Clearly: how different types of car actuators behave on slippery surfaces
Show how different transmissions act on the ice
No matter what car you drive, the power from the engine always likes to go on those wheels, which have at this point in time the least traction. This is often due to “jerky” behavior of the car on slippery surfaces the car rides, she’s not going. Because of this unpleasant side effect of the differentials, and they invented their more advanced options: limited-slip differential, and assistance systems – electronic traction control systems.
But is it possible to see how different it is to operate these or other types of motor drives? Yes, and now we clearly demonstrate that, because YouTube has a very easy to understand video that shows how different versions of the drives work on the same stretch of ice.
The point of the experiment is this: different on the mechanics of implementation of the drive rope cling to the stationary SUV. The driver presses on the gas, the wheels start to slip. This time, you can learn how each car gets traction.
The main conclusion of the experiment is that the differentials with limited slip help to send power to the wheel that can grip the ground/snow/ice/pavement. Other types of power assist electronic system. For example, in the video it is visible as there are two traction control systems: with brakes without them.
Here’s how the so-called “open differential”:
Power goes to the wheels with minimum traction. Options of lack of traction, as explained by the experimenters, can be mass – from a lack of grip before tilting and load each side of the car.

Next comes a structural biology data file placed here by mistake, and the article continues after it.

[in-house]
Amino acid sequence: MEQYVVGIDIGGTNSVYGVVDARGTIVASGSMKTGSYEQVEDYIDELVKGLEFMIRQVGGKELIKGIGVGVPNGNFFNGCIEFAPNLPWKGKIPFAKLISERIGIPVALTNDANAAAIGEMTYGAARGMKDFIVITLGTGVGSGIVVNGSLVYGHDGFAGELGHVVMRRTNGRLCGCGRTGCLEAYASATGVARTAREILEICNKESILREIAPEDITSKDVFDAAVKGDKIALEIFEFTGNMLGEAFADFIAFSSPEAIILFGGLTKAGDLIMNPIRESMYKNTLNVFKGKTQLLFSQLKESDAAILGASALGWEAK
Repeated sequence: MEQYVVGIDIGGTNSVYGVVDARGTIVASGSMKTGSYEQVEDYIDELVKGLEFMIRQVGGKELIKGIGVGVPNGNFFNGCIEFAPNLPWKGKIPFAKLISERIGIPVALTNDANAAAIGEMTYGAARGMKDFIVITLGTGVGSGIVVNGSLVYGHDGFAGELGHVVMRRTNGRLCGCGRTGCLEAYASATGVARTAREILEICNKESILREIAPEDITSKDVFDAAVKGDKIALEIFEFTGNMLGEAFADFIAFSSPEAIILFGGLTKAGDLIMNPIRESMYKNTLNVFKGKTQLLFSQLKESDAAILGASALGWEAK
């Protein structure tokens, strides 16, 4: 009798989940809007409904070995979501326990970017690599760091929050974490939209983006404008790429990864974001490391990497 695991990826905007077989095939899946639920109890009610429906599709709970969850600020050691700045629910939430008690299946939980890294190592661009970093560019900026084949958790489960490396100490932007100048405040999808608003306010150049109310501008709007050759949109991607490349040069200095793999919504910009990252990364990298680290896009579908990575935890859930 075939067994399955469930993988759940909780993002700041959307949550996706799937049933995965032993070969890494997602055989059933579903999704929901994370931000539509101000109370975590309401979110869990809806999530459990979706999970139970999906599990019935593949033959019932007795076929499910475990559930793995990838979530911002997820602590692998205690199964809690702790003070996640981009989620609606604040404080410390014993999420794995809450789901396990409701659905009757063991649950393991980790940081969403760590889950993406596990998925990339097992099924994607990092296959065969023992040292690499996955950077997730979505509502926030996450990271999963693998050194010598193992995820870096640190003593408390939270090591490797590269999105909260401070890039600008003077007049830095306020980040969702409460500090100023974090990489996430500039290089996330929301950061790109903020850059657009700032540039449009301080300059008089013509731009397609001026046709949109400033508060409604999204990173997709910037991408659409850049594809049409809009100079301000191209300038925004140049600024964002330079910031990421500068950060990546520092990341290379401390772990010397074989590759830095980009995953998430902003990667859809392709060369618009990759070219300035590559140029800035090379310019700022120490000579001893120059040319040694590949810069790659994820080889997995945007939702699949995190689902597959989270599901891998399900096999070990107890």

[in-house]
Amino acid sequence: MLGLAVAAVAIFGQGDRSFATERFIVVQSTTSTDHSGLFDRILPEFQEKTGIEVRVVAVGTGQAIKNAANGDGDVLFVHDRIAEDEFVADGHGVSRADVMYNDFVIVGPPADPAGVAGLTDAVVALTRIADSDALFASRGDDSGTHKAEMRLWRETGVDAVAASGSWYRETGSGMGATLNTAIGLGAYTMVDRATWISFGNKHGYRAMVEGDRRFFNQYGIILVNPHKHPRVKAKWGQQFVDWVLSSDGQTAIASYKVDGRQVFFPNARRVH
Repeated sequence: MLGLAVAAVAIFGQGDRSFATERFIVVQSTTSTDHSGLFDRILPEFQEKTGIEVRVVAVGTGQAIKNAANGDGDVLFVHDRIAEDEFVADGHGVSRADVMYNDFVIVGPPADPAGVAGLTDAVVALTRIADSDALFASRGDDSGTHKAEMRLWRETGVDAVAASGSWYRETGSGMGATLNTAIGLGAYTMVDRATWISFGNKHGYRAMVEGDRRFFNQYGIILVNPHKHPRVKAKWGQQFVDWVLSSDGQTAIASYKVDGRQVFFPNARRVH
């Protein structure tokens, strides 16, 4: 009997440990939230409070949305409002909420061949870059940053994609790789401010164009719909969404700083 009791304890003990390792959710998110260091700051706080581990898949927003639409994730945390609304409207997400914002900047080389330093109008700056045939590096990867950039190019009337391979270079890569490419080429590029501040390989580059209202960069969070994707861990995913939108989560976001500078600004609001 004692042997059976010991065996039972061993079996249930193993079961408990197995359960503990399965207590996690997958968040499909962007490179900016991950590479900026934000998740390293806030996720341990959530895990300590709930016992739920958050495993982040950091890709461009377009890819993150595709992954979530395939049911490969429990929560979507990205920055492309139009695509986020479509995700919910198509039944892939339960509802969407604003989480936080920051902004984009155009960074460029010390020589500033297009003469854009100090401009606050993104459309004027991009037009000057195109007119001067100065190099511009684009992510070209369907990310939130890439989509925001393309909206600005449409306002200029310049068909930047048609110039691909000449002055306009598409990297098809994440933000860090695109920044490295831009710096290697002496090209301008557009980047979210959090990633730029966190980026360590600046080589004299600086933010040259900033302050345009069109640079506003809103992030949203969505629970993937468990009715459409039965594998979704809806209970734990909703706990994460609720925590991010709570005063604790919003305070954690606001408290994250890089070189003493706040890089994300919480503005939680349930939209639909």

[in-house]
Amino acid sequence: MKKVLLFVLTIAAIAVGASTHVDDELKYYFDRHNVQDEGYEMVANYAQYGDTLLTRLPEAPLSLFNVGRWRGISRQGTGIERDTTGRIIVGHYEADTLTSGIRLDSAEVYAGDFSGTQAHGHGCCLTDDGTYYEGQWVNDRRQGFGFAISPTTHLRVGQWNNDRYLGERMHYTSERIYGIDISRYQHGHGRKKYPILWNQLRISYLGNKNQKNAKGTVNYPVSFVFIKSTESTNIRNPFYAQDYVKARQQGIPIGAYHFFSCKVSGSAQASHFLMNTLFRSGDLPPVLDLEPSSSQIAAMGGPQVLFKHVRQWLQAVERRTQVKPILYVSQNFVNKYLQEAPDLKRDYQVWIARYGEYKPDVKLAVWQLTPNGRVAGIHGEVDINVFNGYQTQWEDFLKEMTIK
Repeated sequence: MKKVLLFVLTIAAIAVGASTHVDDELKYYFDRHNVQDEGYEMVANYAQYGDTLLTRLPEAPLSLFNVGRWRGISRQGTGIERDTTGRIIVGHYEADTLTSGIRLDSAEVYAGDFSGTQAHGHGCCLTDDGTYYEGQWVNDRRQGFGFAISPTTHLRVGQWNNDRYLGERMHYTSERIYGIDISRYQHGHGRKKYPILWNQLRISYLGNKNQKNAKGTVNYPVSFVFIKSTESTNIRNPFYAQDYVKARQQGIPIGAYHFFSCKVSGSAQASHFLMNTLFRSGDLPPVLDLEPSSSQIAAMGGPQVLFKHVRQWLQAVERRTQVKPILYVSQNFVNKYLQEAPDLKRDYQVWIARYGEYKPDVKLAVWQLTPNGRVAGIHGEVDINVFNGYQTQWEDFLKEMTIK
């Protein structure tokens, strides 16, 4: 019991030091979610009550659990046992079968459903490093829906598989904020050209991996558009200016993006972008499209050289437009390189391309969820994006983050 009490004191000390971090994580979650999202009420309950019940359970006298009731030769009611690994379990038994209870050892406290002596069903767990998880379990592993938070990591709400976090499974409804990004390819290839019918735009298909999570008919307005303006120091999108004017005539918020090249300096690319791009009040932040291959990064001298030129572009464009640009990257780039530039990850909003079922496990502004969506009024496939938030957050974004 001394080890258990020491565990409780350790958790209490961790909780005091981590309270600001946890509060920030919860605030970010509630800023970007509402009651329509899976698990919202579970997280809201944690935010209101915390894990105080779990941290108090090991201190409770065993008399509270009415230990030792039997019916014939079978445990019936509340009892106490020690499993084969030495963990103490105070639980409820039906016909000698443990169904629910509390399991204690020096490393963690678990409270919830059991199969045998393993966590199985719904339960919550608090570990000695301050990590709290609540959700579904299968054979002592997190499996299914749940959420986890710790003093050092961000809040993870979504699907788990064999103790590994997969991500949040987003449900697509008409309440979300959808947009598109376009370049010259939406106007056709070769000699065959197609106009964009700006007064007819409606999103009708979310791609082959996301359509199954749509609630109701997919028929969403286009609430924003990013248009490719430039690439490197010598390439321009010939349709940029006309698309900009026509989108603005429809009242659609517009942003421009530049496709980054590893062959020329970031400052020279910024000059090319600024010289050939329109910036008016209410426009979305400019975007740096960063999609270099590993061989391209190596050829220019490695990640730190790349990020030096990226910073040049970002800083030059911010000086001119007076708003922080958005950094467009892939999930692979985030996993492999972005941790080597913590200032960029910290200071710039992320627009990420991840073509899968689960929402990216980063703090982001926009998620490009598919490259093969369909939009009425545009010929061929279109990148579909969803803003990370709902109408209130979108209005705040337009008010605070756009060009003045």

This type of drive is used on most cars with drive on one axis.
“Open differential” with electronic assistance systems:
Traction control, ABS and electronic stability control of the car trying to conceal the simplest type of differential. Note that it turns out well.
Thanks to the sensors the system by braking one wheel redistributes torque to the second. This happens in this particular example. However, there is another way to electronically cut power to the slipping wheel.
This system is not perfect, but allows to improve the car’s traction with monodrive at the crucial moment.
“The worm” limited-slip differential (like on a Subaru):
Another front-wheel-drive Ford. As can be seen, both wheels rotate at the same speed. Soberity and riders love this circuit for reliability and dependability. All the same mechanics, not the accessory electronic “crutches”.
Also quite interesting to see how the old all-wheel-drive Jeep Cherokee XJ and the new KL Jeep Cherokee with traction control are the same test. When it comes to maintaining forward motion on a slippery terrain, the modern jeep seems here is quite capable.
Four-wheel drive Jeep old model
As you can see, lack of electronic systems and smart differentials allows the vehicle to connect all the wheels at the same time. This once again tells us that the all-wheel drive system in the winter is not always the only solution to all problems, which I trust many drivers.
As if shame no sound, but on the ice might sit even a four-wheel drive monster.
Interesting: one thing I learned watching this show, which actually never came to my mind is the fact that the length of the propeller shaft of the vehicle also affects what wheels will rotate with a lack of grip.
In General, watching the other cars, among which there are a couple Subaru (with three differentials, including Central), minivan Ford Transit (electronics “turn off” the power at the wheels allowing them to rotate barely) and a pair of four-wheel drive Jeep: